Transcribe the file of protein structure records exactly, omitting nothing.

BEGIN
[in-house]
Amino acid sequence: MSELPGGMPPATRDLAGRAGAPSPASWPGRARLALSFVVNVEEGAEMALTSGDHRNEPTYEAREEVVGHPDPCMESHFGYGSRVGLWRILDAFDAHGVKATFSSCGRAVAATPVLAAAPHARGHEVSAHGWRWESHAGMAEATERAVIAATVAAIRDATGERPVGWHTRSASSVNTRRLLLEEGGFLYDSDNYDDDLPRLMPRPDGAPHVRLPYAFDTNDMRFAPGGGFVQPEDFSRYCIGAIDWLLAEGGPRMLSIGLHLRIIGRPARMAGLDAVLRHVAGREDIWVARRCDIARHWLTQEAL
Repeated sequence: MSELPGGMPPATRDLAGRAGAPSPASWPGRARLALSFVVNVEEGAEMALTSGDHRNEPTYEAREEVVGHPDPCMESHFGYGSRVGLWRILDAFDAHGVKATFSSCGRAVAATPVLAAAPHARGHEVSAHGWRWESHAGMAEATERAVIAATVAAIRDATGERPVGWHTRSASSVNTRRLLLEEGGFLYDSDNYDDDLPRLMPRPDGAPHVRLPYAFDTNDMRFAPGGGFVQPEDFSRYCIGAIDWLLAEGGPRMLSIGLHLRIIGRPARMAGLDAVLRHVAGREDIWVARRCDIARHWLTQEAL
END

[in-house]
Amino acid sequence: MSELPGGMPPATRDLAGRAGAPSPASWPGRARLALSFVVNVEEGAEMALTSGDHRNEPTYEAREEVVGHPDPCMESHFGYGSRVGLWRILDAFDAHGVKATFSSCGRAVAATPVLAAAPHARGHEVSAHGWRWESHAGMAEATERAVIAATVAAIRDATGERPVGWHTRSASSVNTRRLLLEEGGFLYDSDNYDDDLPRLMPRPDGAPHVRLPYAFDTNDMRFAPGGGFVQPEDFSRYCIGAIDWLLAEGGPRMLSIGLHLRIIGRPARMAGLDAVLRHVAGREDIWVARRCDIARHWLTQEAL
Repeated sequence: MSELPGGMPPATRDLAGRAGAPSPASWPGRARLALSFVVNVEEGAEMALTSGDHRNEPTYEAREEVVGHPDPCMESHFGYGSRVGLWRILDAFDAHGVKATFSSCGRAVAATPVLAAAPHARGHEVSAHGWRWESHAGMAEATERAVIAATVAAIRDATGERPVGWHTRSASSVNTRRLLLEEGGFLYDSDNYDDDLPRLMPRPDGAPHVRLPYAFDTNDMRFAPGGGFVQPEDFSRYCIGAIDWLLAEGGPRMLSIGLHLRIIGRPARMAGLDAVLRHVAGREDIWVARRCDIARHWLTQEAL